A recent article landed in my Google news aggregater, “Child’s Autism Diagnosis: 4 Stages You Will Go Through”. Unfortunately, for all of its cheery helpfulness, it still manages to perpetuate some common stereotypes and misconceptions about disabilities:
When you hear that your child has been diagnosed with autism, the worst thoughts come to your mind. You can feel scared, lonely and overwhelmed. All of these feelings are natural when dealing with a new situation, but it doesn’t have to be terrifying.
Seriously. The author assumes that the experience of getting a diagnosis is automatically horrifying; the first two sentence are loaded with negative words: worst, scared, lonely, overwhelmed, terrifying. Parents may feel these things at times, and for any number of things, including the sleep-deprivation of newborn care, or even dropping your child off for the first day of preschool or Kindergarten and experiencing the fallout of separation anxiety. But the process of receiving a diagnosis is described like slogging through of an abyss of despair, with the “4 Stages” listed as 1.Denial, 2.Anger, 3.Grief, 4.Acceptance.
A problem with riffing on these “stages of loss” (familiar to anyone who has taken Psych 101), is that although there is evidence that many people do experience such upon receiving various diagnoses, the very presence of articles such as this may serve to reinforce the despair as much as they seek to lighten it.
How so? Firstly, many people in various support industries related to disability (including educational and social work realms) are taught that people will go through these grieving stages, so they may understand why and how people experience such, and therefore how to support them. Unfortunately, this means that they expect people to go through these stages, so don’t realise that not everyone does, nor even needs to.
Secondly, while articles like this help parents (and others) understand such feelings, they can also magnify such feelings, or even reinforce or create such feelings. Well of course, it’s only natural you’re going to feel that way, and of course you will also experience all this other Sturm und Drang. Likewise, support groups and discussion boards are rife with such. Although they allow people to vent frustration and commiserate, they can also perpetuate and sometimes increase such despair.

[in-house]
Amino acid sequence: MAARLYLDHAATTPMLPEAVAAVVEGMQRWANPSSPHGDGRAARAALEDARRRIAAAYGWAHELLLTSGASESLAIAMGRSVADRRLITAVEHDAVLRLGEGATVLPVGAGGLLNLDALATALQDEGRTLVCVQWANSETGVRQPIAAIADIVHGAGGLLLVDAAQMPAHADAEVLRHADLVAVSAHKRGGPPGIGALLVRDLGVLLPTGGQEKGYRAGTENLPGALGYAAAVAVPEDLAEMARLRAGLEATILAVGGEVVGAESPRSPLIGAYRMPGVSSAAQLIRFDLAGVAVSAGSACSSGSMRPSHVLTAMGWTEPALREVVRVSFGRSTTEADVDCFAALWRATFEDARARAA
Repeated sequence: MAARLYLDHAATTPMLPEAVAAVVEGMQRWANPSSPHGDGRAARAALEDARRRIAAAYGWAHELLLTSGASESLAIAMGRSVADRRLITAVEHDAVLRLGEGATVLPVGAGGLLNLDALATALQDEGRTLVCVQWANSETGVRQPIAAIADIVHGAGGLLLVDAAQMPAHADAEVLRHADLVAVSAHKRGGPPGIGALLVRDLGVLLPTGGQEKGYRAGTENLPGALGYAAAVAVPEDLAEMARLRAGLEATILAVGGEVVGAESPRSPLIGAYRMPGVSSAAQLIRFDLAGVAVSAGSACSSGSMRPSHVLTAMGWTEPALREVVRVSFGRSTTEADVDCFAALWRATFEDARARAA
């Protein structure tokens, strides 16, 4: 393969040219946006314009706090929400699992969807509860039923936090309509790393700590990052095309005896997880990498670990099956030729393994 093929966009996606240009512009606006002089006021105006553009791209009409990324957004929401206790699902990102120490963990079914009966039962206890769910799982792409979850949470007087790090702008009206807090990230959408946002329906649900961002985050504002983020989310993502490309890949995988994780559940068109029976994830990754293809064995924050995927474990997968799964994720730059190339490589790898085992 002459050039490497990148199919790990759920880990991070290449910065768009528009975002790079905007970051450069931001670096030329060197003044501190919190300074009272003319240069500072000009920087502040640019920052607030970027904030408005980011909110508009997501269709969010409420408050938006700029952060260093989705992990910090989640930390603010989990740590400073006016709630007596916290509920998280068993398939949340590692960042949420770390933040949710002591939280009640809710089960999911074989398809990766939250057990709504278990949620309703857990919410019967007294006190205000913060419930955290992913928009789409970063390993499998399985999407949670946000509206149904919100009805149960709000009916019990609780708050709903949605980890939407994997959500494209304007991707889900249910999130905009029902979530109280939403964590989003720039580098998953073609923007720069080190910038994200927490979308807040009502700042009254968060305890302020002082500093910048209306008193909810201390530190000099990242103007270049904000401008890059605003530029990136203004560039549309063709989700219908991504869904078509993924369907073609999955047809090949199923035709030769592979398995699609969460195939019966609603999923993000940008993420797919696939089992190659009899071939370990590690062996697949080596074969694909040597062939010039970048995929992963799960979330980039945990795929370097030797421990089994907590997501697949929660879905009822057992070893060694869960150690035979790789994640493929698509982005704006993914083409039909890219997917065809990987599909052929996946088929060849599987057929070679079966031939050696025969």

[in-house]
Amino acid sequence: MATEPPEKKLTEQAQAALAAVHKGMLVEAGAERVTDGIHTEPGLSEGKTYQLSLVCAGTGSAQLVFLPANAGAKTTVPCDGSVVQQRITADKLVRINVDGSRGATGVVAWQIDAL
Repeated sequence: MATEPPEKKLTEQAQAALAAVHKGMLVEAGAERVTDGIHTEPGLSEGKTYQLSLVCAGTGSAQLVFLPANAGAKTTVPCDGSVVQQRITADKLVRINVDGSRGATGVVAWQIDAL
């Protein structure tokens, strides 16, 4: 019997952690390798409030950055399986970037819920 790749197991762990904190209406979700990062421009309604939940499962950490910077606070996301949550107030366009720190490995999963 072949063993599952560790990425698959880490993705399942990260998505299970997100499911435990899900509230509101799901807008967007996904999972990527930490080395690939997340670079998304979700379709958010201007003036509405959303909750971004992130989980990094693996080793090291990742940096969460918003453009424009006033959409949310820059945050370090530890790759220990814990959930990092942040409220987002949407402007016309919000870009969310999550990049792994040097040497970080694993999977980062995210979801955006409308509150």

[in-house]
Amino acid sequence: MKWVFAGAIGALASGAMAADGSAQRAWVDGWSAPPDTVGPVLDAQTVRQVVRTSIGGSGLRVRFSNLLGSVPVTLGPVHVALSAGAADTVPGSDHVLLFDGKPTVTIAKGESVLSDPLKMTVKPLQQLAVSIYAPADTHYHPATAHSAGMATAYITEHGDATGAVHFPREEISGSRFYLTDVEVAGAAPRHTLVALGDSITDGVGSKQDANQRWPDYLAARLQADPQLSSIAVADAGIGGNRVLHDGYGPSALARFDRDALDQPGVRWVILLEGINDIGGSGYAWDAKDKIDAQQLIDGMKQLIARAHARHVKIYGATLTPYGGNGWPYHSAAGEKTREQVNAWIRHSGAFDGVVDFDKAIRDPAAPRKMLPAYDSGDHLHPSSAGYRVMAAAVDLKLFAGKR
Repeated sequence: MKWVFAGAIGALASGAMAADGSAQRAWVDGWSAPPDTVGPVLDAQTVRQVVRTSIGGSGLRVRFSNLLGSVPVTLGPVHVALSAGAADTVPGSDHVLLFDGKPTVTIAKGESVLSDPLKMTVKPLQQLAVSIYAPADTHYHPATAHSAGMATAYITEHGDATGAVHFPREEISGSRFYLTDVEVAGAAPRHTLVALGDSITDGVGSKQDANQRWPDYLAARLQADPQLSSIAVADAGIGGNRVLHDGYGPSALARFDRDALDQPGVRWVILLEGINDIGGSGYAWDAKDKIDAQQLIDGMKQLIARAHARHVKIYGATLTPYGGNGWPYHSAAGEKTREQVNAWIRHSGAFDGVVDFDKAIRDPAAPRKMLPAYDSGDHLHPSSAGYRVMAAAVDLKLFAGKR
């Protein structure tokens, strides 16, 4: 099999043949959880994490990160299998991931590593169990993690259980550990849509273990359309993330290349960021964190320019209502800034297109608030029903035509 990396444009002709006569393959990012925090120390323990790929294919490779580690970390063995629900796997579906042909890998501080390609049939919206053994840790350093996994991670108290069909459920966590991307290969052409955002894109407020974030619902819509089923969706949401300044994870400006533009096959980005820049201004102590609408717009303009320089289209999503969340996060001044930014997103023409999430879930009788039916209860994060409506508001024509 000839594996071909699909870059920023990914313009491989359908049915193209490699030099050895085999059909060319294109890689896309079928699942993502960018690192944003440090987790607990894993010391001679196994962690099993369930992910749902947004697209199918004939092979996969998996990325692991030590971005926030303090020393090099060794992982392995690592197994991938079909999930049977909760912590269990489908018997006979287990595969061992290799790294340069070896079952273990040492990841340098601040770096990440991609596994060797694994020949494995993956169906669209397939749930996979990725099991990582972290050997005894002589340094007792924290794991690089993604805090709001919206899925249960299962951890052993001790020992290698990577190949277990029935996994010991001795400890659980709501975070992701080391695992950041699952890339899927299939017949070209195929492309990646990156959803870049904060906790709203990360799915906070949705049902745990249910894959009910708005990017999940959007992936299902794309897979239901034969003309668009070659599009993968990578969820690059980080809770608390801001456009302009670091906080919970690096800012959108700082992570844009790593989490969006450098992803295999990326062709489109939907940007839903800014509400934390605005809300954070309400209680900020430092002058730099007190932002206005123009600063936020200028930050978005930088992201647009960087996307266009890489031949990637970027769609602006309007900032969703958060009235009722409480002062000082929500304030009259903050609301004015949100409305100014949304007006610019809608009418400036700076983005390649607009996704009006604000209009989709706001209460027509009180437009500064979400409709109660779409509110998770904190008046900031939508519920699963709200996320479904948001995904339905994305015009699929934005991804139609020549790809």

In novel situations, people will pick up the social clues about how they are “supposed” to act and feel, and the clues can magnify or squelch the original actions and feelings. These social clues come from articles, news stories, books, radio and television programs, online videos, blogs, discussion boards, local support groups, even conversations with others in the local community. In other words, social expectations can create self-fulfilling prophecies, “My kid’s just been diagnosed with autism (ADHD, dyslexia, APD etc.), so now I’m heart-broken and my life will never be the same.”
Shockingly, such stages of grief are not automatic, and not everyone goes through them. Support workers should also know that if someone is not exhibiting such grief stages, that does not automatically mean they are “in denial” — they may already be in acceptance and have skipped the crisis altogether.
Guess what: getting a diagnosis may not be a “crisis” at all! Yes, it will be a major life event, a turning point. It will be the culmination of many ups and downs, and the corner turned that initiates many other ups and downs (such is life). But it doesn’t have to be a crisis.
Here are four stages you might go through instead. Keep in mind that these aren’t linear — you don’t necessarily start at 1 and go sequentially to 2 then 3 and end up at 4. Rather, you may find yourself switching between or even experiencing a couple at the same time (think of overlapping sets in a Venn diagram, rather than a number line).
Oh, thank goodness! Things finally make sense. “Of course! Why didn’t we figure this out sooner?” Over time, with our new information we realise that a lot of other things make more sense, too. *whew*
You knew that something was different, and now you have an Official Diagnosis to show your extended family, friends, neighbors, school, or office that, “Yes, I’m not being lazy, stupid, or hypochondriac.” (And yes, I actually know what I’m talking about, more often than not.)
A shiny new diagnosis gives you the means to move forwards and get some assistance, accommodations, treatment, medication, or whatever else is appropriate in your case. You are now un-stuck from the limbo of the have-suspicions-but-undiagnosed. Whee, progress! “Outta my way, sob-sister, I got things to do and people to be … we are gonna effect some positive change here.”
“Hey, I’m not alone! There are other people out here dealing with the same issues!” They can help me figure out how to do things, how to get what I need, and I can learn from them so I don’t have to re-invent the wheel. Plus, they provide moral support when I’m down, and an ear when I need to bitch, and they will serve as reality-checks and let me know when I’m being foolish or spouting off nonsense.
PROGRESS: YOU MIGHT BE GETTING IN THE WAY
(instead of leading)